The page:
In 1992 an interesting discovery was made at the Westwerk Corvey. The renowned Corvey scientist Professor Dr. Hilde Claussen found sinopies on the masonry in the main hall of the Johanneschoir. 30 years ago stucco pieces were found in a floor renovation. When she matched those stucco pieces with the sinopies on the masonry, the sensation was perfect. The goal became to document the UNESCO world heritage site in a meaningful and timeless manner for generations to come.
The restorer handles the object with care and inert gloves to guarantee the integrity of the sensitive surface materials
The LWL (Landschaftsverband Westfalen-Lippe and the Welterbe Westwerk Corvey teamed up in this project to ensure highest care for the precious objects. 35 fragments were shipped from the LWL depot to Fraunhofer Institute in Darmstadt for 3D-digitization. The fragments vary in size up to 35 centimeters and belong to six figures that had been broken apart in the 12th century.
The fragments are of cultural significance, fragile and had sensitive paint on the surface that neededs to be preserved. To digitize and handle the pieces restorer Florian Westphal from the LWL-Archeology made sure that the entire process was safe. From unpacking, positioning and re-positioning to packing, he planned a specific procedure to ensure the safety of the objects. Inert gloves were worn the entire time to impede fats and acids on the human skin from reacting with surface materials.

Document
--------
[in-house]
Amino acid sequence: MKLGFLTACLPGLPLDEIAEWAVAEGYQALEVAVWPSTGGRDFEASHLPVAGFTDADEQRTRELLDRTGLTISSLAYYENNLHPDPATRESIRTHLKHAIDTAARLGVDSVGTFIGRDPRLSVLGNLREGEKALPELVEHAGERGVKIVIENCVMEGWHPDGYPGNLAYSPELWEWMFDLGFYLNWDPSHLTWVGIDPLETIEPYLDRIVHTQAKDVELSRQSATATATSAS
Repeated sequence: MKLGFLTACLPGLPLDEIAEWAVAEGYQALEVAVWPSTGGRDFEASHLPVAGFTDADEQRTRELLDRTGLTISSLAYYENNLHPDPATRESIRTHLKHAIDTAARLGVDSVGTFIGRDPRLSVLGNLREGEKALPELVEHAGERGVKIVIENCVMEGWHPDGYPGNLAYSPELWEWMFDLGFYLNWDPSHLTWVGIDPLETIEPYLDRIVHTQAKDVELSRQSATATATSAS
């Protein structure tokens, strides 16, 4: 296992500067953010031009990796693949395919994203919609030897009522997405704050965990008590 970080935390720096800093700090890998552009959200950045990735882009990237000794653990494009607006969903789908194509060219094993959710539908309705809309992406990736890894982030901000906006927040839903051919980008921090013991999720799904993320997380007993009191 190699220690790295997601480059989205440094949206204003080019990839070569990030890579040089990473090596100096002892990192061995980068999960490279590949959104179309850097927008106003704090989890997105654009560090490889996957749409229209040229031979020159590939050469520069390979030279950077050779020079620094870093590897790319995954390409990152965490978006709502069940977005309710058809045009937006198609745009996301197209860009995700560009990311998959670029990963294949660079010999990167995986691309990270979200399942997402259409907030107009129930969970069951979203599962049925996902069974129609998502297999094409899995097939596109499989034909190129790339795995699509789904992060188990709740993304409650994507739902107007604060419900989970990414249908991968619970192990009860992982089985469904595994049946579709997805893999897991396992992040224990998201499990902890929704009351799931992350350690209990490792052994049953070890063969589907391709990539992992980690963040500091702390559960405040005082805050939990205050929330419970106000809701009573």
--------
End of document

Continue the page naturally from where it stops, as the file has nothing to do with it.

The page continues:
The sensitive objects were carefully positioned on the turntable, ideally in their original position; on the turntable. Different stands and soft bags were molded to the object’s geometry to hold it in a stable position. Between the stands and the objects, a soft cotton layer was used for protection. This layer would also increase the contrast to the bright stucco pieces to ease capture via photogrammetry.
Once the pieces were positioned by the conservator, the digitization process was straight forward. The intelligent viewplanning creates an optimal sequence of capture poses. The objects were digitized with 400-800 pictures per object depending on size. Scanning an object took between one and two hours. The rare and precious colors were faithfully captured.
The specialised robot executes autonomously to enable cultural heritage institutions with a cost efficient and high quality solution to digitize their collections.
Annika Pröbe, a scientific associate at the Carolingian Westwerk, was impressed with the scans: “They are so fine and precise that one can see the smallest color residues or markings from the crafting process.” By now the objects have safely returned to the depot and Annika Pröbe thanked the project partners. “Everything worked out wonderfully.”
With the digitization done by the CultArm3D, now the Fraunhofer IGD department for Virtual & Augmented Reality takes over, displaying the results in the highest possible quality. The department will create an immersive, photorealistic Augmented Reality User Experience that allows visitors to freely explore the heritage site.
Fraunhofer Institute for Computer Graphics Research IGD
Phone: +49 6151 155475
Fax: +49 6151 155 139
“Digitization made easy “